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    Federal court expands use of volunteers under wage and hour law

    Recently, the Sixth Circuit Court of Appeals (which covers Ohio, Michigan, Kentucky and Tennessee) held that a church, which ran a for-profit restaurant, did not need to pay its volunteers under the Fair Labor Standards Act (FSLA) (also known as the federal wage and hour law). This is a surprising reversal of a district court case that held the church owed back wages in excess of $380,000.

    The Grace Cathedral Church in Cuyahoga Falls, Ohio, is led by the televangelist Rev. Ernest Angley. The church owned and operated a for-profit restaurant, Cathedral Buffet, where it has paid employees and unpaid volunteers performing the same type of work side-by-side. If the restaurant was shorthanded, the church solicited volunteers during its service and, on at least one occasion, Rev. Angley reached out directly to a church member for his volunteer service at the restaurant.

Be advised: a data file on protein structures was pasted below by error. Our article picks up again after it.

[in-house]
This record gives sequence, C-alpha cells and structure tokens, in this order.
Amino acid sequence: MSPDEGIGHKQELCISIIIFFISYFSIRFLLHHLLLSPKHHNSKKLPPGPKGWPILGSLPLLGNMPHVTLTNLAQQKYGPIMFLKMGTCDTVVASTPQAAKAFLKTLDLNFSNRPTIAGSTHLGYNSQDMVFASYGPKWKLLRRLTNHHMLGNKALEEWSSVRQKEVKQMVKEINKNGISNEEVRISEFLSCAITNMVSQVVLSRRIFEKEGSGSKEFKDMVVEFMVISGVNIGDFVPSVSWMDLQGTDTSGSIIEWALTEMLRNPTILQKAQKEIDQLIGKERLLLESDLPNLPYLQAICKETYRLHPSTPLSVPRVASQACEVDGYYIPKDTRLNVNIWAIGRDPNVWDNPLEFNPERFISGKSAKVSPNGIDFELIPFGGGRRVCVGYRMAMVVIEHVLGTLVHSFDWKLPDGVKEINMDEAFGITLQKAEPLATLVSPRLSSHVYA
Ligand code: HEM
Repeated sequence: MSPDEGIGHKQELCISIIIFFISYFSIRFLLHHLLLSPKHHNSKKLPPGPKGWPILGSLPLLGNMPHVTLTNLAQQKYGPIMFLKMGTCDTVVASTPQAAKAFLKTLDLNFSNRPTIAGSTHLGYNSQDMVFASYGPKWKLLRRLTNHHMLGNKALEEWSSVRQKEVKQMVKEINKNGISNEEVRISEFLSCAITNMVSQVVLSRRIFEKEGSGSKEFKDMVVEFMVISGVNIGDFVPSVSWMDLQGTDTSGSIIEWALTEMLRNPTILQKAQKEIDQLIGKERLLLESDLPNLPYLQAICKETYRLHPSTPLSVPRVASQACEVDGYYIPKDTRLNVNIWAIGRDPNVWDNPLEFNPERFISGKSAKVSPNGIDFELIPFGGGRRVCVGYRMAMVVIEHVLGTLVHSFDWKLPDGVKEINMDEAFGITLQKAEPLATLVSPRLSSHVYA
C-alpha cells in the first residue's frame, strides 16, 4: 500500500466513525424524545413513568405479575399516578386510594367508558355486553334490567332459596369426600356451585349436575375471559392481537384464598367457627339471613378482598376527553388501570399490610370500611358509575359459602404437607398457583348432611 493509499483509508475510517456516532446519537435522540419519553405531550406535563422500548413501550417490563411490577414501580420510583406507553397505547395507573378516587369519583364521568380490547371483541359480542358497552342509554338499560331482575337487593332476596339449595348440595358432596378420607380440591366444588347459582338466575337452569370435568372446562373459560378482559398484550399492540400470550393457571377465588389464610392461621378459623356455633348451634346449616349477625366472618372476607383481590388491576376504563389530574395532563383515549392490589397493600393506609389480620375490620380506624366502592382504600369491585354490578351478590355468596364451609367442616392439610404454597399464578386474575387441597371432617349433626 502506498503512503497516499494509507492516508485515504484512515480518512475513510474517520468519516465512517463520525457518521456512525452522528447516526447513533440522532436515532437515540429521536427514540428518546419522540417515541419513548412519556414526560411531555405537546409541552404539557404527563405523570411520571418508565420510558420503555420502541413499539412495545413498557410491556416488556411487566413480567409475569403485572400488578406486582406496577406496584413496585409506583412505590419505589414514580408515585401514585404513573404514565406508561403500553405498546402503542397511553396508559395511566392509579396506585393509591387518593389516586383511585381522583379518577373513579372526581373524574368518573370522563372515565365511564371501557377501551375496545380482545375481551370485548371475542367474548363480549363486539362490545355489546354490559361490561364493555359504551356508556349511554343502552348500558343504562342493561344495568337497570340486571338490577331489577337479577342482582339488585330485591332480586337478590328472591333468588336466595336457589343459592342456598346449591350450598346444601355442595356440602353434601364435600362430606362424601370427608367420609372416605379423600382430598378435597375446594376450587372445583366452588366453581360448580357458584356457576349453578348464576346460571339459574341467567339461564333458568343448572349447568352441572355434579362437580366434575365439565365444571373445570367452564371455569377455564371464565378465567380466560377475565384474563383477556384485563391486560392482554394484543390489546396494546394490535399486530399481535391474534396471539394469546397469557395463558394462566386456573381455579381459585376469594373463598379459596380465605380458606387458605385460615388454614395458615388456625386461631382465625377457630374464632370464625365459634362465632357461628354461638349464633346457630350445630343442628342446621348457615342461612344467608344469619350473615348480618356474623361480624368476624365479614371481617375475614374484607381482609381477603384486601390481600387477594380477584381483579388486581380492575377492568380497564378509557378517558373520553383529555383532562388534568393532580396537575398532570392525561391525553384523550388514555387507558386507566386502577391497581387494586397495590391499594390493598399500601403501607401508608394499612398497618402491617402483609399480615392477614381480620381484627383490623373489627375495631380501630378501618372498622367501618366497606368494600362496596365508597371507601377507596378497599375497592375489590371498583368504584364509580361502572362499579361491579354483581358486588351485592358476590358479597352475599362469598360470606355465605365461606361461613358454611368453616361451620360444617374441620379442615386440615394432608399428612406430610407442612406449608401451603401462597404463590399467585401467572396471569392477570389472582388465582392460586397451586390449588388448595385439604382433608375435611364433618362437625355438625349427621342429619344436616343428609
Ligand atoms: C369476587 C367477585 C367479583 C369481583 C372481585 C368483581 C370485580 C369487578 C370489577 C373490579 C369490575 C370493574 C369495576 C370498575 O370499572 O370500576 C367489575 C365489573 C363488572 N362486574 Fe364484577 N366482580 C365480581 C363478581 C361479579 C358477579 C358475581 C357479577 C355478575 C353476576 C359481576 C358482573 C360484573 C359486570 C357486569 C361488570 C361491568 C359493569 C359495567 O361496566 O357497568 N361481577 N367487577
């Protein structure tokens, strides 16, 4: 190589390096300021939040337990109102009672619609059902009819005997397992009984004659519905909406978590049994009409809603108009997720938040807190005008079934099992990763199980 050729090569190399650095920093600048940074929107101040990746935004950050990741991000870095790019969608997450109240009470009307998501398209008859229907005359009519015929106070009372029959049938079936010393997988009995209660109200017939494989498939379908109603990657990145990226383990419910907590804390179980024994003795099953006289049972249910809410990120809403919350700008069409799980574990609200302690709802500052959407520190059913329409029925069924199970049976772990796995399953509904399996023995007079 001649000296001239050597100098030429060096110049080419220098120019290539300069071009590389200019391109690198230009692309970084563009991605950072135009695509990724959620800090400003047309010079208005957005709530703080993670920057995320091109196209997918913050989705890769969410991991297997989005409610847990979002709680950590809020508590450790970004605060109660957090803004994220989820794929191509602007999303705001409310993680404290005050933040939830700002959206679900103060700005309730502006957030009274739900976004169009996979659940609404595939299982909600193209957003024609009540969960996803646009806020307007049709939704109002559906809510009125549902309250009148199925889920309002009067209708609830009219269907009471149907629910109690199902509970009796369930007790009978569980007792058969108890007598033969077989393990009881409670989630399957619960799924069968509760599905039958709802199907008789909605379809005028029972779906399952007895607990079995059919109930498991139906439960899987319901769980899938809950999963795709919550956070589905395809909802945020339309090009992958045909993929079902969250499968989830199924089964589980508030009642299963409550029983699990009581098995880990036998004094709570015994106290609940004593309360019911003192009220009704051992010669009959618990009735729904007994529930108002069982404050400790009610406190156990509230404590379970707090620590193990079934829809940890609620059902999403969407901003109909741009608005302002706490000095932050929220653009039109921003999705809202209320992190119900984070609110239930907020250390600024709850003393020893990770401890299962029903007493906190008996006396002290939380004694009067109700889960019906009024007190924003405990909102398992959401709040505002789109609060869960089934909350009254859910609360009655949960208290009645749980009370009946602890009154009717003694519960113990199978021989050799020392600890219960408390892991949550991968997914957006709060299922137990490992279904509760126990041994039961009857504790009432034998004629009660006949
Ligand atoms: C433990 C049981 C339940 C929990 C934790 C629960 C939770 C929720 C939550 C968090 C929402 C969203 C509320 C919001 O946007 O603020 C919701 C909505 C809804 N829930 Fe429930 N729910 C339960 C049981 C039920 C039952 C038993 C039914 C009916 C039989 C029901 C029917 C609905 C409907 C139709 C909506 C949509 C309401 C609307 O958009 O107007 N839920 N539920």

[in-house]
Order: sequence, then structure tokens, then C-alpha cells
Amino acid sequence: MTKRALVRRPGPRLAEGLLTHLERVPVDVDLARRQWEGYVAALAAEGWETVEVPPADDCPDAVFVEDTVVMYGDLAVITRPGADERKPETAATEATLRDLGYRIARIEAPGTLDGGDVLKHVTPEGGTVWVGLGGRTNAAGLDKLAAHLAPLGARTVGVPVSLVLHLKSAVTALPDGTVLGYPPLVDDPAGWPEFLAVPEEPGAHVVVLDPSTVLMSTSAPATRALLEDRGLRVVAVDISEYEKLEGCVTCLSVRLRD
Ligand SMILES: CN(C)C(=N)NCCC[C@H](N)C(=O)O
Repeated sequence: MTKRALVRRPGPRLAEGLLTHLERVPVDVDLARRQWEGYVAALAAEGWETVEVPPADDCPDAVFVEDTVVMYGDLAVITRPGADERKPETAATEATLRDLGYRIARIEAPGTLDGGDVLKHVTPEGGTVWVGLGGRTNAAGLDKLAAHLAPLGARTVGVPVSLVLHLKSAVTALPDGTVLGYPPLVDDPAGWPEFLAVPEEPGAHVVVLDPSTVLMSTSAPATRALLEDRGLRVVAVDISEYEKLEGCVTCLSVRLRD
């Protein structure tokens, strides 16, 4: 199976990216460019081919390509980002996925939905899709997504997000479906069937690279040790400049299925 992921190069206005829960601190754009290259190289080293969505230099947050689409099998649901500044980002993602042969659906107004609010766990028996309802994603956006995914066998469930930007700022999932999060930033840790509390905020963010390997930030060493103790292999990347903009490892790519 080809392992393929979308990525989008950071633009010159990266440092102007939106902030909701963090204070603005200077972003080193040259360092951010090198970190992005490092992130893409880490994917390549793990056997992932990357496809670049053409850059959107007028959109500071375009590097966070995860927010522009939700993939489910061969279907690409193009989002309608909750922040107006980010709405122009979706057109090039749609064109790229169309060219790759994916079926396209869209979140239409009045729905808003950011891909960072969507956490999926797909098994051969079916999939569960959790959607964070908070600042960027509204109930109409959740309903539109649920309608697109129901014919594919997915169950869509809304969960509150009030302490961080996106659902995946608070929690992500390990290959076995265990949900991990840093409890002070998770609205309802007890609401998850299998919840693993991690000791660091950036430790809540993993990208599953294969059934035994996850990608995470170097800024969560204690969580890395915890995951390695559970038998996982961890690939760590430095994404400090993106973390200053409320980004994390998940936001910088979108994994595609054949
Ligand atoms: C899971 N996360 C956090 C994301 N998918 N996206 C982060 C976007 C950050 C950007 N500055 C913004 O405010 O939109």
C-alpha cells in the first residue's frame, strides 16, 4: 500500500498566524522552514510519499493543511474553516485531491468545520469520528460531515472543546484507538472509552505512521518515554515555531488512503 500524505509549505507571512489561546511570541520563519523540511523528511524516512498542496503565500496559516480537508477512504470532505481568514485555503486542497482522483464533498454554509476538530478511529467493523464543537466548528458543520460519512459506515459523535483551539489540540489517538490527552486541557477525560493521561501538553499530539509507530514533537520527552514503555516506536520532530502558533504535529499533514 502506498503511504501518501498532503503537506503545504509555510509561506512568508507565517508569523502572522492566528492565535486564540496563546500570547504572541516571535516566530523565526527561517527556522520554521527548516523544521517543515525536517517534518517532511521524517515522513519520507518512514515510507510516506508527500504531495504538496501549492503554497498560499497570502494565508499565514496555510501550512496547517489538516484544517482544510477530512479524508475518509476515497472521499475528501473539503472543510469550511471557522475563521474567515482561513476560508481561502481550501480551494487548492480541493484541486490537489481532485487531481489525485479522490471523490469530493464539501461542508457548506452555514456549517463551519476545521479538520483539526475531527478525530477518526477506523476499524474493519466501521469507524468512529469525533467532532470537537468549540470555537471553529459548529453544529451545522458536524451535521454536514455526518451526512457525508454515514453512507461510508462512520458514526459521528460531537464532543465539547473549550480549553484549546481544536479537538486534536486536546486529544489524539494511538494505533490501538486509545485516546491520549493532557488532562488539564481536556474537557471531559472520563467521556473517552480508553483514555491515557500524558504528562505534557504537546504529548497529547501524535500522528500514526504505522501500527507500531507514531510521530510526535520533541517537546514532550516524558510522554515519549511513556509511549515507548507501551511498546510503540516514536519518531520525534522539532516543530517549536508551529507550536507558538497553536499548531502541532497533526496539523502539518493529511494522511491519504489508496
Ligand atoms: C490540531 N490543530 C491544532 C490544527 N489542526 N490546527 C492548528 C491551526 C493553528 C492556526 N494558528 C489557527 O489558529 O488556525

The Department of Labor (DOL) (who brought the case on behalf of the volunteers) attempted to argue that the church’s “coercion” of its members to volunteer at the restaurant created an employment relationship based on the “economic realities” test under the FLSA. The Sixth Circuit, however, rejected this argument.

    Instead, the court focused on whether the volunteers had an expectation of compensation, which the court held that they did not. As a result, the volunteers were not employees of the restaurant and were not entitled to compensation under the FLSA.

    What is most surprising about this case is the fact that the restaurant was a for-profit entity owned by the church, and the volunteers were performing identical work as the paid employees. Moreover, the breadth of this opinion is striking as well for its primary focus on whether the volunteers had any expectation of pay.

    Prior to this opinion, it would have been a very risky proposition to not pay these individuals under those circumstances. It is still too early to see how other federal courts react to this decision or if the DOL intends on appealing this decision to the Supreme Court. In the meantime, however, employers who use volunteers should contact their employment counsel to evaluate how this case may help.

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